Do you like real life spy secrets, declassified documents and Ian Fleming novels? Then you might be tempted to bookmark this page at the CIA's Electronic Reading Room. In a fairly recent bow to transparency, the nation's most opaque government agency is throwing some bones at the curious American public and posting documents to their website under a FOIA banner. Unfortunately, they only do this about twice a year.

Yesterday, the CIA posted six pages of near century-old military intelligence detailing then high-tech methods for creating invisible ink. The World War I-era papers bear handwritten footnotes, step-by-step instructions, "CONFIDENTIAL" stamps and everything. German invisible ink is more sophisticated that the lemon juice trick you can learn on YouTube. But it's still a bit bland as is the other spy secret about how open envelopes undetected. CIA Director Leon Panetta explained that technology has made the techniques obsolete, hence the public release. If you're still interested in experimenting, the Daily Mail provides shorthand instructions. Here's an excerpt form the long version:

The real takeaway from the document leak is two-fold. One, the CIA website is not nearly as cool as it could be. The FOIA Electronic Reading Room feels like a trick as there's so little there, and what's there seems kind of arcane. There's also a kids' section with some rather dry games.

Two--and this is related--British spy documents are much cooler than American spy documents. While we got some instructions on how to make invisible ink, MI5 recently declassified a bundle of files detailing how Nazis planned to infiltrate and undermine American society by using a whole host of frightening, interesting assassination devices. The list includes sort of silly-sounding items like compact mirrors loaded with bacteriological weapons and a swastika belt buckle that could be used as two-barreled pistol. Then there are the really horrifying-sounding things like headache-inducing cigarettes that invited Nazi agents to offer poison pills disguised as Bayer aspirin and small pellets that released a poisonous gas when burned that were to be hidden in ash trays.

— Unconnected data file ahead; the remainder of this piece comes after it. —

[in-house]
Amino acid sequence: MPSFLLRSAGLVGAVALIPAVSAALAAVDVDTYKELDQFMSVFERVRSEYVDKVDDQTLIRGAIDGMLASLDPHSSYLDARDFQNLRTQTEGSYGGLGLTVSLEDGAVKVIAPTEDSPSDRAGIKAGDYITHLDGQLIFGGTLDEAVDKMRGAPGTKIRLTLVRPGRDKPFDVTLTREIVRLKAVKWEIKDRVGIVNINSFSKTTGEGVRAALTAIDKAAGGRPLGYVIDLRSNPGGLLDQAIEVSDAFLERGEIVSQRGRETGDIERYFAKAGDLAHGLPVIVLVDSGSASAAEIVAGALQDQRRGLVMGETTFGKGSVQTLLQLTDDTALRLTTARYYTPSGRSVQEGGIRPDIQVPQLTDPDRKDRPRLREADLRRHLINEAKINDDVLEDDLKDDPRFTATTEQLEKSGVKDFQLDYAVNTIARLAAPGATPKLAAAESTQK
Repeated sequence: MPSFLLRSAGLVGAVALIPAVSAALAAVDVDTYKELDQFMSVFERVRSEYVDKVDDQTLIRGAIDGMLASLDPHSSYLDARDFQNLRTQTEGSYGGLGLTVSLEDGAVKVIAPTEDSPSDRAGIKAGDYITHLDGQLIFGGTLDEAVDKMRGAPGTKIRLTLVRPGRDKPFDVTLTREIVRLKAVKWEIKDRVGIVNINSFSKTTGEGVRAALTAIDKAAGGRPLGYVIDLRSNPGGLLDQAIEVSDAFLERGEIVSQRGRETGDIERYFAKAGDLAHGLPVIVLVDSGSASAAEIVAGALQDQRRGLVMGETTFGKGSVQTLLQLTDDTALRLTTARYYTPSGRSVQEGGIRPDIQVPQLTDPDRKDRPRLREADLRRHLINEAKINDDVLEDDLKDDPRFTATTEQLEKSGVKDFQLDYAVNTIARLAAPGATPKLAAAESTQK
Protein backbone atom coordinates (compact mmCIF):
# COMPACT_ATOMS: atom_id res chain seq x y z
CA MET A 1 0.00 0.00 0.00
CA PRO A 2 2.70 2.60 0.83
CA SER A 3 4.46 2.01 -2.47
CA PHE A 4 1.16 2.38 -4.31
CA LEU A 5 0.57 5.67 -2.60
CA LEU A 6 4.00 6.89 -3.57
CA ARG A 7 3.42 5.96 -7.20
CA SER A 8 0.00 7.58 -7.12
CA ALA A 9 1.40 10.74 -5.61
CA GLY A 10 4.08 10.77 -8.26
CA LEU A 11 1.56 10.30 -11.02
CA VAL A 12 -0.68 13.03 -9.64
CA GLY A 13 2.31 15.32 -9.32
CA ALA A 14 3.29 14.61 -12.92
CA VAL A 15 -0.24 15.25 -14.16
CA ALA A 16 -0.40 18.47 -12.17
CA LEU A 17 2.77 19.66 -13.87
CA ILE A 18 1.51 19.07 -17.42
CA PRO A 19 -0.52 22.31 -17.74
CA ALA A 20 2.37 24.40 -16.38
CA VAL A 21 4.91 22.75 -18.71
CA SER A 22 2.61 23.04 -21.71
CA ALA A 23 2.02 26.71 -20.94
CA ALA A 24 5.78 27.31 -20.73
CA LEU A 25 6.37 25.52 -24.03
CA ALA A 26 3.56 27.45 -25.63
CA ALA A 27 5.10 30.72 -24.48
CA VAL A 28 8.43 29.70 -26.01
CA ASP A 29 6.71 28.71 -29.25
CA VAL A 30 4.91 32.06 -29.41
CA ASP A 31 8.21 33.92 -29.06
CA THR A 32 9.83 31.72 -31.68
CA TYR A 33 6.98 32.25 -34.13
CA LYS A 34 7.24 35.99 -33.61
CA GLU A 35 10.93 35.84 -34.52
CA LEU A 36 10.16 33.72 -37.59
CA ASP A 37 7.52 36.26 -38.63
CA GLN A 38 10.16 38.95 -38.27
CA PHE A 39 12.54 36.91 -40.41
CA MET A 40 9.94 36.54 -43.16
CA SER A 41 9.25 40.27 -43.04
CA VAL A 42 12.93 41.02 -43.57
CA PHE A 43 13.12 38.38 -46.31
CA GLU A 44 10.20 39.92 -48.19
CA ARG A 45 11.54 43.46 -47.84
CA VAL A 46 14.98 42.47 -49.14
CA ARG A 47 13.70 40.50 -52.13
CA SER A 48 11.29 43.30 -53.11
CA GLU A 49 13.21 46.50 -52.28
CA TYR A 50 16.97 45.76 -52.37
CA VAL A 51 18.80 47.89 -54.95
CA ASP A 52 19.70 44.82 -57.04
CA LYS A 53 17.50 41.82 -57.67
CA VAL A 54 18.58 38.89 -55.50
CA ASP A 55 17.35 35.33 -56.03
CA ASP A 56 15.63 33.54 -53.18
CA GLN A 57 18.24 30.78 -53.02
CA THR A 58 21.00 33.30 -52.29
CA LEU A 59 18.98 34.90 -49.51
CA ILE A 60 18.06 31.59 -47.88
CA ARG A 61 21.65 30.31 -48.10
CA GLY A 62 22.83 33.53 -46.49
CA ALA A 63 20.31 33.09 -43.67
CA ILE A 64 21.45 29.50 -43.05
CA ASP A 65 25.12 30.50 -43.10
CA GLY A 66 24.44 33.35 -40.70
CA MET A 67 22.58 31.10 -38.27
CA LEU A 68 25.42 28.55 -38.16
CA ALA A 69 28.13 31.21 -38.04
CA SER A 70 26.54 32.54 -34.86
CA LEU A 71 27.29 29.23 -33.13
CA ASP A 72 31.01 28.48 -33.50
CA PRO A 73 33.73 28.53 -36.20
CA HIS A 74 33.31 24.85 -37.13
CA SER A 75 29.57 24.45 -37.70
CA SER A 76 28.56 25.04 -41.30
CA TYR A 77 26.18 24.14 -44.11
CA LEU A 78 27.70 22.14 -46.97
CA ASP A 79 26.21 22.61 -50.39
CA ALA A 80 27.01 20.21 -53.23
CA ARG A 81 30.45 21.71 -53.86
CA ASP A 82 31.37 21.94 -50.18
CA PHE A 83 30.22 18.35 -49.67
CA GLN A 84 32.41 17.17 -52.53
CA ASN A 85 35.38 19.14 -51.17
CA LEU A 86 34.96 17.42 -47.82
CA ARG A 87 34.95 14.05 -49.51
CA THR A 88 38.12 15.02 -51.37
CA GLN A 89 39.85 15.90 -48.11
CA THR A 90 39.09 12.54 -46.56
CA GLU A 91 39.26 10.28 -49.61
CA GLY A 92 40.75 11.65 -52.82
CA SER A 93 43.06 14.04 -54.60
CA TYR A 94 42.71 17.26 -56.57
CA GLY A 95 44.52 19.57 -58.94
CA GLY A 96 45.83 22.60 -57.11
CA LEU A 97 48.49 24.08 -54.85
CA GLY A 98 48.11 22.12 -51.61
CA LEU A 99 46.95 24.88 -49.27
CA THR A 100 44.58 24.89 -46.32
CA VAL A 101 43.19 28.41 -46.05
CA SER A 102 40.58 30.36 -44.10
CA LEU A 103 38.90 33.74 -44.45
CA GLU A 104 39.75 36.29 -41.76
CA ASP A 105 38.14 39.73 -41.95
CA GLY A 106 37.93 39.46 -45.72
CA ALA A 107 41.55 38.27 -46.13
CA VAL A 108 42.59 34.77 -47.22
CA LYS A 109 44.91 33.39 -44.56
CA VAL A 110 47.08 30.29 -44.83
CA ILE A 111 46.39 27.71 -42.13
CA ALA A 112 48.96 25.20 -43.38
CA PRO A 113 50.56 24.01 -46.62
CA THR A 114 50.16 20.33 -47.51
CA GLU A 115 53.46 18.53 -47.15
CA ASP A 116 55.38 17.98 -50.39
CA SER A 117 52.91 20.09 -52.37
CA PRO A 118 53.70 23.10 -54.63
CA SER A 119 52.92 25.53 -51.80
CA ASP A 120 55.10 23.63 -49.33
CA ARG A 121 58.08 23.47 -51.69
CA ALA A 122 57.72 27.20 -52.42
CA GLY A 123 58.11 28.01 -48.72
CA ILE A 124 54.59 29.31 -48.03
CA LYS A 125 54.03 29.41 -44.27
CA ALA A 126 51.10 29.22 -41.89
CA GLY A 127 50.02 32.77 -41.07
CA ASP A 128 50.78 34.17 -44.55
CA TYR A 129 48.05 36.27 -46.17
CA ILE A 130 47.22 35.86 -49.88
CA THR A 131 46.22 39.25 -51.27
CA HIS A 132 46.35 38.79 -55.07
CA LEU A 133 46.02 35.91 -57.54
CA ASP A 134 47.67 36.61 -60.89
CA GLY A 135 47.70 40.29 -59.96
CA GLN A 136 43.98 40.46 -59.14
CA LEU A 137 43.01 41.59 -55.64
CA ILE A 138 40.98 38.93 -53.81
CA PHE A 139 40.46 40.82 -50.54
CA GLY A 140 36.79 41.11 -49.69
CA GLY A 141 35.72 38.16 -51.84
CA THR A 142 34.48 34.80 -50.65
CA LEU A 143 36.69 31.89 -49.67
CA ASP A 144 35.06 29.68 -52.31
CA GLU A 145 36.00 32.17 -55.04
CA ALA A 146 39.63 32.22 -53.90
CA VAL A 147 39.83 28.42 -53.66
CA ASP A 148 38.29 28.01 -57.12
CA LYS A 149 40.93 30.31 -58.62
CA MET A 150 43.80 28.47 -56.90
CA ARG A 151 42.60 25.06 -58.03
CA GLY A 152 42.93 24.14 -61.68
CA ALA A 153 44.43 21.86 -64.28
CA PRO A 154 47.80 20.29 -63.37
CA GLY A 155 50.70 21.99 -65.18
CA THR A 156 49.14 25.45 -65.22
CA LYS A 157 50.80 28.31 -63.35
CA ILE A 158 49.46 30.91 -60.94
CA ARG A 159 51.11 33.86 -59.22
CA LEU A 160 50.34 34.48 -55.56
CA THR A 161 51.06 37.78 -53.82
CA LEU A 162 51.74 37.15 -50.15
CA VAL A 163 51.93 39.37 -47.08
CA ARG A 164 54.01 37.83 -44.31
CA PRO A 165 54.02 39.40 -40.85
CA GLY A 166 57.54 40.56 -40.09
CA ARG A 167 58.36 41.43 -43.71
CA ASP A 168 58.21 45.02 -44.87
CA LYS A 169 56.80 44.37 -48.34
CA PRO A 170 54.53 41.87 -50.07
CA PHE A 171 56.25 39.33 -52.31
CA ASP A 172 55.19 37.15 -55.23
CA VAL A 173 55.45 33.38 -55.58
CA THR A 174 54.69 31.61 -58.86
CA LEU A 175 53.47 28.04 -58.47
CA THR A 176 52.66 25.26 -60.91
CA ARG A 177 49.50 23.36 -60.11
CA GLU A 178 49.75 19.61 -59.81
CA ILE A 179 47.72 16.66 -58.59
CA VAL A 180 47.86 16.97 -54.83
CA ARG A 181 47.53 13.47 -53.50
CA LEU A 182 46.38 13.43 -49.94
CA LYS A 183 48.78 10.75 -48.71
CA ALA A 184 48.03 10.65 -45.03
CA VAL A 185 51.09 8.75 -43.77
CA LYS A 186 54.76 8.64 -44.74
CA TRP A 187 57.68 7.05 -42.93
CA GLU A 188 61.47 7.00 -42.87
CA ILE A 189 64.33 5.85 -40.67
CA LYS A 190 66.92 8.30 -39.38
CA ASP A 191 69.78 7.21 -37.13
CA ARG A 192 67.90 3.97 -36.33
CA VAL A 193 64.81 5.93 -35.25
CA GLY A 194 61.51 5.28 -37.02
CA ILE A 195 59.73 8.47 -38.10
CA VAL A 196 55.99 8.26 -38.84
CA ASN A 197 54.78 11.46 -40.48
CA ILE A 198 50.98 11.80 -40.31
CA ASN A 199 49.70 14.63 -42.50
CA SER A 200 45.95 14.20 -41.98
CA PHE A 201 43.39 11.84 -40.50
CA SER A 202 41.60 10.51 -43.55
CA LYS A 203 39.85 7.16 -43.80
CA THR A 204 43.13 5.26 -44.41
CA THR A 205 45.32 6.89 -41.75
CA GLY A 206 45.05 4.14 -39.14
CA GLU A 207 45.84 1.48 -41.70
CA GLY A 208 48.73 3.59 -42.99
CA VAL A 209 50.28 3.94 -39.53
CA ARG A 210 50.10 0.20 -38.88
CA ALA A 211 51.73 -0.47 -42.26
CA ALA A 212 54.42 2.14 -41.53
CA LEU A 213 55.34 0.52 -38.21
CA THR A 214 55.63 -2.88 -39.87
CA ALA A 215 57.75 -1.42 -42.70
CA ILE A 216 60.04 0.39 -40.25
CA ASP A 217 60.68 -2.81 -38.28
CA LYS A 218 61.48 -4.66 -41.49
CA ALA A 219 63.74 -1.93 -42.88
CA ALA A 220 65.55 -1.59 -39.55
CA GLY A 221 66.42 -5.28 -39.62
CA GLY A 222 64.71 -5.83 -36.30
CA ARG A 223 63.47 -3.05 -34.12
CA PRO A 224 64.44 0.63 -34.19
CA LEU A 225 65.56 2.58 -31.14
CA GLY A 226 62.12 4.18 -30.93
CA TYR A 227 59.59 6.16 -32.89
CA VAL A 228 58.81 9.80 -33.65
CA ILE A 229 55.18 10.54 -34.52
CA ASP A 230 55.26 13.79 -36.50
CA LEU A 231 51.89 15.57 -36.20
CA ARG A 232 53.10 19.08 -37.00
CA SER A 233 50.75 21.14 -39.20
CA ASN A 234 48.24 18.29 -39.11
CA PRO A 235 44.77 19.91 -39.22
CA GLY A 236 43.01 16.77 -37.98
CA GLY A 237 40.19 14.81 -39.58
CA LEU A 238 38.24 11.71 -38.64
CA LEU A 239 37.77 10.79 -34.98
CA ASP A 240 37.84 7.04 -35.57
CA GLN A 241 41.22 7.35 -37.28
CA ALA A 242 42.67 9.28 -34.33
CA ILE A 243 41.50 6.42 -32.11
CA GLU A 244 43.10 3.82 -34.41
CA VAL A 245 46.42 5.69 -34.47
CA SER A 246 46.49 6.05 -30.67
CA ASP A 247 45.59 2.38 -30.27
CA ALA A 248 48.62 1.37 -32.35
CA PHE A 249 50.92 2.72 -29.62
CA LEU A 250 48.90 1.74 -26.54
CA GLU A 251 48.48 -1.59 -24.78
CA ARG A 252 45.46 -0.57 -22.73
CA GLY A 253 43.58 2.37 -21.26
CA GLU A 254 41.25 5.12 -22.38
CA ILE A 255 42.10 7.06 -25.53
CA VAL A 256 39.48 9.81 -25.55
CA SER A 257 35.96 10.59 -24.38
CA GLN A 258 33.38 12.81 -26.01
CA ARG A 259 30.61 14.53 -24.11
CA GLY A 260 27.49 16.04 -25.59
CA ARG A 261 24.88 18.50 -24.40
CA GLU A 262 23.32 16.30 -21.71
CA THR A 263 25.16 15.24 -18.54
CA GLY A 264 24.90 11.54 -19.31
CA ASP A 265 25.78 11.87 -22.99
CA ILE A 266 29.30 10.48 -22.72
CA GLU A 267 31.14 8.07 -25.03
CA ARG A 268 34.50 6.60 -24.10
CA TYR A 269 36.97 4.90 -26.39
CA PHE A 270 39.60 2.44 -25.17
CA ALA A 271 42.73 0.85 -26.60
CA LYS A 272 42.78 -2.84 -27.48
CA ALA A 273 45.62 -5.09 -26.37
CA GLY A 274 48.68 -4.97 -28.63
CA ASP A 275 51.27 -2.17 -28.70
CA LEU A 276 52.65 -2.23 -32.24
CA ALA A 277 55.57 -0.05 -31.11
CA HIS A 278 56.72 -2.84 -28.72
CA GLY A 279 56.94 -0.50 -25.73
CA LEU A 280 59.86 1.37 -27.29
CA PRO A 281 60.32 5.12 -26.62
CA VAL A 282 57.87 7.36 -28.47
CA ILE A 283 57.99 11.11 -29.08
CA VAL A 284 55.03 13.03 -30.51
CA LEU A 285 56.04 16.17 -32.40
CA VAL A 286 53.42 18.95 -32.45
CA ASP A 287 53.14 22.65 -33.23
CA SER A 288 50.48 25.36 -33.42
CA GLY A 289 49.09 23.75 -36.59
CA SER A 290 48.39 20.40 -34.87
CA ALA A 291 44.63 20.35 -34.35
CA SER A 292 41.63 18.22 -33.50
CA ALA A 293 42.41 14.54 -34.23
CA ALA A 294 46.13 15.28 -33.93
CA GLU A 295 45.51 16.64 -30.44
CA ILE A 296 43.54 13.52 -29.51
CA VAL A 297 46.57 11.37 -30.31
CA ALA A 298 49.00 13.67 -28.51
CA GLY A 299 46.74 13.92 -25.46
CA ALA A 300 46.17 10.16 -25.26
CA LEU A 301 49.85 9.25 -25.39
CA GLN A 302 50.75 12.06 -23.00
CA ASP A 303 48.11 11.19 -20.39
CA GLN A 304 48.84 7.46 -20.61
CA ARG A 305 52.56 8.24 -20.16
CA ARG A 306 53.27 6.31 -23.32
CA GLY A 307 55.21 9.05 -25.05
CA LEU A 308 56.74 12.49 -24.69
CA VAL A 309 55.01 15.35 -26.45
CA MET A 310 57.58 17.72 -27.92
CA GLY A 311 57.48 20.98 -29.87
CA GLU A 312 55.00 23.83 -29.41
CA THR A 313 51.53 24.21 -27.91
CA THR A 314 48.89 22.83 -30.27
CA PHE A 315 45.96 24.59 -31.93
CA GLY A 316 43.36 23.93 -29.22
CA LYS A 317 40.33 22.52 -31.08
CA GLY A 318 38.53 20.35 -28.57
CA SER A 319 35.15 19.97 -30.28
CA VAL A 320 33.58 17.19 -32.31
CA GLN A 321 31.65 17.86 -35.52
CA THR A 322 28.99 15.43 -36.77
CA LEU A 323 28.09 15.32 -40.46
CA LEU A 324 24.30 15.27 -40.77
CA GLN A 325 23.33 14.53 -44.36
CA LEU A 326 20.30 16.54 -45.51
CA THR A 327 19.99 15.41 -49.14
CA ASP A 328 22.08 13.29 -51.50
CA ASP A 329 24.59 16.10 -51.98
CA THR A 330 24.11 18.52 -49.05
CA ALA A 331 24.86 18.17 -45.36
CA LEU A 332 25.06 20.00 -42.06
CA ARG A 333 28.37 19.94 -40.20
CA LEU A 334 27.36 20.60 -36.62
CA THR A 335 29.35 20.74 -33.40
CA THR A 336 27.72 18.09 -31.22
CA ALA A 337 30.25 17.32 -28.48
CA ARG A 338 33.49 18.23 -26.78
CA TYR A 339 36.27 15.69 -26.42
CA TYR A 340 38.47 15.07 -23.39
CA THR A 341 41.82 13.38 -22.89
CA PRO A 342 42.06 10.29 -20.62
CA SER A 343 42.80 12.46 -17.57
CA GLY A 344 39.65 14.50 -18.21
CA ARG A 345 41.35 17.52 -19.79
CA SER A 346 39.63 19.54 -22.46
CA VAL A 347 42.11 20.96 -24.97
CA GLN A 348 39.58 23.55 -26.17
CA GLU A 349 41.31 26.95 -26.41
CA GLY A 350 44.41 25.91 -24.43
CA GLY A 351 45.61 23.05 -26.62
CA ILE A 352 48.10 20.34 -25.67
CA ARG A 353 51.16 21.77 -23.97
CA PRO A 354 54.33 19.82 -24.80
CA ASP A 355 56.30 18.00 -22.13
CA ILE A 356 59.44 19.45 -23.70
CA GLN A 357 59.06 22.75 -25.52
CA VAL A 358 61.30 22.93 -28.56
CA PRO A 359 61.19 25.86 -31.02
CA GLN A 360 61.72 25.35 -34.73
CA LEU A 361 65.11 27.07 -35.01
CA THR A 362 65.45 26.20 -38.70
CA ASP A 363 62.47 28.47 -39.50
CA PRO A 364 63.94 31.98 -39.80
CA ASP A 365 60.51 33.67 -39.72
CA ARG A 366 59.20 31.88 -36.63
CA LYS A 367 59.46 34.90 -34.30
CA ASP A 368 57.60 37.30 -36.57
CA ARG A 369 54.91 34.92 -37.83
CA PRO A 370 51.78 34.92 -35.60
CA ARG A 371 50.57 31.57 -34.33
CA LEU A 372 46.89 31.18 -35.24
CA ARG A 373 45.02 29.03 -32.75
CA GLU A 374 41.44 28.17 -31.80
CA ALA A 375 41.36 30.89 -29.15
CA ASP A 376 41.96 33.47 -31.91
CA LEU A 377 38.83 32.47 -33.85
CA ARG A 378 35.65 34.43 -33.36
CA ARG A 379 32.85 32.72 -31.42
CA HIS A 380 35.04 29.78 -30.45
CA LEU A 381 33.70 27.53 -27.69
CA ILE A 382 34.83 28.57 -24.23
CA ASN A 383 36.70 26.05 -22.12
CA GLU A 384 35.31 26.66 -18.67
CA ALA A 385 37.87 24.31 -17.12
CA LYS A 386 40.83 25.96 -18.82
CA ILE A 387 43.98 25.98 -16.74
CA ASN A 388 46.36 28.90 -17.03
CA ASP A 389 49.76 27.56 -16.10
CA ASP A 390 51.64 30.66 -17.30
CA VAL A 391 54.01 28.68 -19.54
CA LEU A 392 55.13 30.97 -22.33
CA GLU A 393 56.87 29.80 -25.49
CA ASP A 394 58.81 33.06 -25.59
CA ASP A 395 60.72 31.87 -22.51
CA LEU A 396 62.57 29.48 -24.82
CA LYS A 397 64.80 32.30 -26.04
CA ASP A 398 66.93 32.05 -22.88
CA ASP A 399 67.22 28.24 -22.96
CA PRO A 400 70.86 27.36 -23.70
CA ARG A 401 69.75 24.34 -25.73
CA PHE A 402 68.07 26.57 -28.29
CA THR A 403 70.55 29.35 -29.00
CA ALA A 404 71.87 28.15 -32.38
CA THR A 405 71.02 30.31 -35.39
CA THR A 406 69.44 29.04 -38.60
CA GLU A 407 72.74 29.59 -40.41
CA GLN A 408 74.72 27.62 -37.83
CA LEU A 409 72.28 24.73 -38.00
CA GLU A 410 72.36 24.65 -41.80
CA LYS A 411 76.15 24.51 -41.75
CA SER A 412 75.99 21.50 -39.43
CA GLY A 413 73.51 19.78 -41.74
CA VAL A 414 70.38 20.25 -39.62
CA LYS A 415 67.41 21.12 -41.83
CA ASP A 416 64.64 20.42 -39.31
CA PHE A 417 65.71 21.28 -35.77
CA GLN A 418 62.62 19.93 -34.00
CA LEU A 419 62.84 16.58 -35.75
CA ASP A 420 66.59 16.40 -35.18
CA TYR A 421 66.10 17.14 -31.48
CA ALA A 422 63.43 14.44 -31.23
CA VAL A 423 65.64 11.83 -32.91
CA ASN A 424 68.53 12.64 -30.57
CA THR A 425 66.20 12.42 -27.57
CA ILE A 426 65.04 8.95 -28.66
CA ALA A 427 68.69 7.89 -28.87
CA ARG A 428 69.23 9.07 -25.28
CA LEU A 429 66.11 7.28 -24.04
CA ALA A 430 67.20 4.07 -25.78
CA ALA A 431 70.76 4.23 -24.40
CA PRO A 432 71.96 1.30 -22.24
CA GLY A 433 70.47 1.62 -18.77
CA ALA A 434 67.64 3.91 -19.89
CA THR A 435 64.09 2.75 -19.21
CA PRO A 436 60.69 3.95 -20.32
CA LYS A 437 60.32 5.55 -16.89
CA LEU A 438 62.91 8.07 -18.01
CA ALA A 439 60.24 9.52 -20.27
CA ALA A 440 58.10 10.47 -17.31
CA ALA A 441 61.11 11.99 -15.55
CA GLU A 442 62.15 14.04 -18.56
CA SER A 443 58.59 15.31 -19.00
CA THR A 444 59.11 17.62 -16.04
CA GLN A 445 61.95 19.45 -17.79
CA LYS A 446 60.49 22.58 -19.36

Similarly, another set of documents released in 2009 outlined a Nazi sabotage plot that nearly changed the course of the war. The Germans evidently paid a Portuguese wireless operator for information regarding a fleet of Allied ships, including an American ship carrying General George S. Patton. With a volley of false intelligence and double agents that's fit for James Bond--from the Sean Connery era, of course--Germany was days away from intercepting the fleet when the Allies discovered the plot and arrested the Portuguese operator.

The British Security Service portal for MI-5 offers thousands more declassified documents. Highlights include sprawling narratives about people like double agent Eddie Chapman, a member of something called the "jelly gang" and a double agent during World War II, and a well-organized dossier on Klaus Fuchs, the infamous scientist who attempted to sell nuclear secrets to the Soviets during the Cold War. This tree of links to the rest of the archive should keep conspiracy theorists busy for years to come.